Moreover, iFinex stressed that Bitfinex and Tether, who are “financially strong,” have been “fully cooperative” with the New York attorney general’s office, “as both companies are with all regulators.” The conglomerate also said it is going to challenge this and further actions of the prosecutors.

There has been no public comment from iFinex since then apart from a comment made on the Bitfinex subreddit by one of its moderators, who thanked those who supported the exchange and claimed that the iFinex CEO Jean Louis van der Velde has sent letters “to each and every one of you [Bitfinex clients].”

The content of that letter to users — in fact sent today, April 27, and seen by Cointelegraph — reiterates IFinex’s claim that the regulator’s allegations are false and that the company will challenge them. The iFinex CEO wrote:

“I am here to tell you that we are good actors in the digital token space. We continue to co-operate with regulators worldwide as they seek to learn more about our business.”

Cointelegraph has contacted Bitfinex and Crypto Capital and will update this article if more information is obtained from them.

Other reactions: Bitfinex and customers withdraw funds from the platform

In what could be seen as an additional reaction to the allegations, on April 26, Bitfinex reportedly withdrew funds worth almost $90 million from its cold wallet. According to reports from online transaction monitoring resource Whale Alert, those were mostly bitcoin (BTC) and ether (ETH) assets.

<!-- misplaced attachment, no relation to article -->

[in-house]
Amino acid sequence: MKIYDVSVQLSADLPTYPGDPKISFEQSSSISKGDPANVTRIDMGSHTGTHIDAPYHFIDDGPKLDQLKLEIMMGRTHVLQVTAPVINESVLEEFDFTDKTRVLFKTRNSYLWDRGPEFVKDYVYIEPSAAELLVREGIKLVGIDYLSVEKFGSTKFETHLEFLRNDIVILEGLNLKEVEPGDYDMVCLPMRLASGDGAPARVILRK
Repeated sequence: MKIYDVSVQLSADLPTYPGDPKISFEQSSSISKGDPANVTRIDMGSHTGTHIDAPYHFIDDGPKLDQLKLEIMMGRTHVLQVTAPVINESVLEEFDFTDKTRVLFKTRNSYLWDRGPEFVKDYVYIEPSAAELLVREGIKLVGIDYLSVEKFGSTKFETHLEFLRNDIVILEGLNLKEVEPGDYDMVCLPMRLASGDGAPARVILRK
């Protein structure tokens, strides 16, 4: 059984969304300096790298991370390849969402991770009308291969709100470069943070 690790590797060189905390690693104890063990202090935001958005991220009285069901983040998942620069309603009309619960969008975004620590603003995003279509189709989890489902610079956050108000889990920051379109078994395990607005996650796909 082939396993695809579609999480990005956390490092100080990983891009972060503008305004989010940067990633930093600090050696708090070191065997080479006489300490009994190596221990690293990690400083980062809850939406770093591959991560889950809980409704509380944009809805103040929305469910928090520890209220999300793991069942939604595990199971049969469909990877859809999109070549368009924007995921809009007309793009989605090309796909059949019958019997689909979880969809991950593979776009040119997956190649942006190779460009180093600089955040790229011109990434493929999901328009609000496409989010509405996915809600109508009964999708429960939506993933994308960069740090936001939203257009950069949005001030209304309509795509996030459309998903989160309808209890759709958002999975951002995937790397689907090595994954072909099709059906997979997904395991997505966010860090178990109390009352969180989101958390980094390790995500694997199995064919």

Moreover, on April 25, soon before the allegations were aired, Redditor u/jankeldidi drew attention to the fact that about 550 BTC from addresses connected to the 2016 Bitfinex hack were moved to unknown addresses. In August 2016, the hackers used a bug in the exchange’s multisignature system and withdrew about 120,000 BTC from Bitfinex hot wallets, worth the equivalent of around $72 million at the time.

Now that the scandal is unfolding, Bitfinex customers have reportedly began withdrawing their funds from the platform as well to prevent money loss. For instance, United Kingdom-based entrepreneur Alistair Milne allegedly took away an unspecified sum worth at least $1 million from his Bitfinex wallet.

Andrew Rossow told Cointelegraph that it is difficult to establish the potential outcome of this case at this point, given the absence of a broader regulatory framework:

“While laws like the Martin Act or TTA are just surfacing, what we are seeing primarily are cases of first impression with respect to how state and federal agencies, state and federal courts, and of course pre-existing and new federal laws are being applied to the realm of digital currency.”